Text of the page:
Stoeckigt, Kewin Oliver
Wireless voice over IP (VoIP) is an important emerging service in telecommunications due to its potential for replacing todays’ cell phone communication wherever wireless local area networks (WLANs) are deployed. However, the number of VoIP calls that can be supported in the widely deployed IEEE 802.11 WLAN is limited and therefore may hinder the success of wireless VoIP as a viable alternative. In this thesis we investigate the limited VoIP capacity and provide new insight and solutions to improve the number of simultaneous VoIP calls that can be maintained with an acceptable level of voice call quality. To improve the VoIP capacity we first discuss a solution based on a quality of service (QoS) mechanism of the IEEE 802.11 protocol. In particular we utilize a transmission opportunity (TXOP) parameter of the medium access control (MAC) as a simple solution to increase the number of VoIP calls. We develop a detailed analytical model to show that a significant increase (≈ 100%) in call capacity can be achieved. We also discuss the implications of this solution and provide ideal parameter settings to maximize the number of concurrent calls without affecting the overall system performance. Using our analytical model, we study the impact of the buffer size on VoIP capacity. We show that there exists an optimal buffer size that maximizes the number of VoIP calls, and we show that further increasing the buffer beyond this ideal value will not result in an increase in call capacity. In particular, we show that VoIP capacity is independent of the buffer size, given the minimum optimal buffer, and that this finding also holds in conjunction with the previous solution to increase the VoIP capacity. Based on this finding, we develop a closed-form expression for the maximum number of VoIP calls as a function of the TXOP parameter. Using the closed-form expression we then propose a novel VoIP capacity approximation equation. This simple yet accurate approximation formula allows us to provide some further insight into VoIP capacity in WLAN and its limits. We then propose a novel dynamic codec with priority (DCwP) scheme that exploits a tradeoff between call quality and traffic priority to increase call capacity while providing a high level of voice call quality. In this scheme, users are encouraged to switch to a lower quality voice codec during periods of high contention, thus enabling them to maintain the call. To compensate for the reduction in call quality, and to give an incentive to the user to adjust the voice codec, a higher priority is given at the AP for voice calls originating from these users, thus providing a high throughput and a higher than average call quality. To show the benefits of this scheme, we develop a detailed analytical model, and show that depending on the voice codec setting that a VoIP capacity gain of between 16% and almost 300% can be achieved with an above average call quality as indicated by results obtained using the ITU E-model. Our analytical model also allows us to provide further insight into a multi-queue, multi-traffic environment, in particular the impact of internal collisions. Finally, we investigate the impact of TCP traffic on VoIP capacity in an IEEE 802.11 WLAN. Using ns-2 simulation we study the impact of TCP traffic on the call capacity when the channel access is controlled using the distributed coordination function (DCF) or enhanced distributed channel access (EDCA) is used. We confirm that the TCP flow direction is an important parameters to consider, irrespective of the channel access function. We then show that the solution based on the TXOP parameter can provide benefits to VoIP and TCP traffic. In particular, we show that using the TXOP parameter yields a high call capacity while maximizing the TCP throughput. However, we also show that even though the TXOP solutions increase the number of calls and the TCP throughput, our proposed DCwP scheme can provide superior results in terms of VoIP capacity and TCP throughput for different scenarios.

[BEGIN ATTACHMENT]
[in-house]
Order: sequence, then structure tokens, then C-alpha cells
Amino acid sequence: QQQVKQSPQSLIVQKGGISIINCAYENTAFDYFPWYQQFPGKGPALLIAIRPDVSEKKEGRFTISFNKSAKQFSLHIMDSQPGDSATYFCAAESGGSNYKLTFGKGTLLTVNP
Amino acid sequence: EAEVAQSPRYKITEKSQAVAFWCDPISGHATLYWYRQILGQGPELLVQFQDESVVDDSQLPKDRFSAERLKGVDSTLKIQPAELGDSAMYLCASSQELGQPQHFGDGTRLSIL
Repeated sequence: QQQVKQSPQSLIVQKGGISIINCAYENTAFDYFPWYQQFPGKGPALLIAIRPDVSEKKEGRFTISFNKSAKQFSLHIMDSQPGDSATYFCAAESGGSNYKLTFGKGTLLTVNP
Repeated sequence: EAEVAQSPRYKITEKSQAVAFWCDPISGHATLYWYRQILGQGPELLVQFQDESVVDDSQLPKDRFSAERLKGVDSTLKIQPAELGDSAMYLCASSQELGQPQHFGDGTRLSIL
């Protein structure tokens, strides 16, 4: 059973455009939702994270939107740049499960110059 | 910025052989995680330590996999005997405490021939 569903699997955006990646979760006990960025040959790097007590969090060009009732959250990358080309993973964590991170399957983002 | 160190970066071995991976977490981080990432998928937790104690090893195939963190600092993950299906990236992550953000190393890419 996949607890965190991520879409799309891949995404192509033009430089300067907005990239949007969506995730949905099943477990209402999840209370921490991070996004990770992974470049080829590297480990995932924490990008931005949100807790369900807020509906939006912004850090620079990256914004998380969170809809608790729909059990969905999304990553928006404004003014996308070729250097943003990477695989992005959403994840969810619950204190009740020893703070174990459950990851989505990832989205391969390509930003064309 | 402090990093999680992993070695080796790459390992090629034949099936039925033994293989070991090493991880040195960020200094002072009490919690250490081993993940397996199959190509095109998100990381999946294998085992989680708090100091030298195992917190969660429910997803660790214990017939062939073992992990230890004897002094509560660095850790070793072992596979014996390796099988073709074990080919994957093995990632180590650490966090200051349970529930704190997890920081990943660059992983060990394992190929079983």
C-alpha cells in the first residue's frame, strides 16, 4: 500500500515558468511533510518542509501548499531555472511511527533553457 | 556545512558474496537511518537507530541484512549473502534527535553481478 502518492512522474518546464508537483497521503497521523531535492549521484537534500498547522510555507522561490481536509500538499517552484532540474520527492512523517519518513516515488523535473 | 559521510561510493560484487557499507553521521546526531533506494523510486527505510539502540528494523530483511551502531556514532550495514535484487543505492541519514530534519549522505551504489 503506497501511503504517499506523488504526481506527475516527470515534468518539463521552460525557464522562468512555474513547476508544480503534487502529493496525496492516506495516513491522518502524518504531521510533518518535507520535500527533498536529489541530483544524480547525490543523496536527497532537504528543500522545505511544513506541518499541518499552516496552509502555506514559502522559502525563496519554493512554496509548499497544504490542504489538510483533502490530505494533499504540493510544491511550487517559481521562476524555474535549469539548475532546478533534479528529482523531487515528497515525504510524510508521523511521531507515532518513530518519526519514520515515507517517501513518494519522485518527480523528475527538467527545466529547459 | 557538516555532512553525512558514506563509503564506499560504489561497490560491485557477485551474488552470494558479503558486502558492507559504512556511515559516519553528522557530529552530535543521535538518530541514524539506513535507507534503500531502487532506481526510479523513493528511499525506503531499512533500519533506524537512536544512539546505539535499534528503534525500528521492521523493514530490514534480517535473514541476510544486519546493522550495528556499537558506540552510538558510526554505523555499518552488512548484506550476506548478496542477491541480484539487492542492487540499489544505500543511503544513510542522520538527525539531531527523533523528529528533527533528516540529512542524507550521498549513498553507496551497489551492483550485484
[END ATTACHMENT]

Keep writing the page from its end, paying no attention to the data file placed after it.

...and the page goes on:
Hai L. Vu
Copyright © 2012 Kewin Oliver Stoeckigt.
A thesis submitted in total fulfillment of the requirements of the degree of Doctor of Philosophy, Swinburne University of Technology, 2012.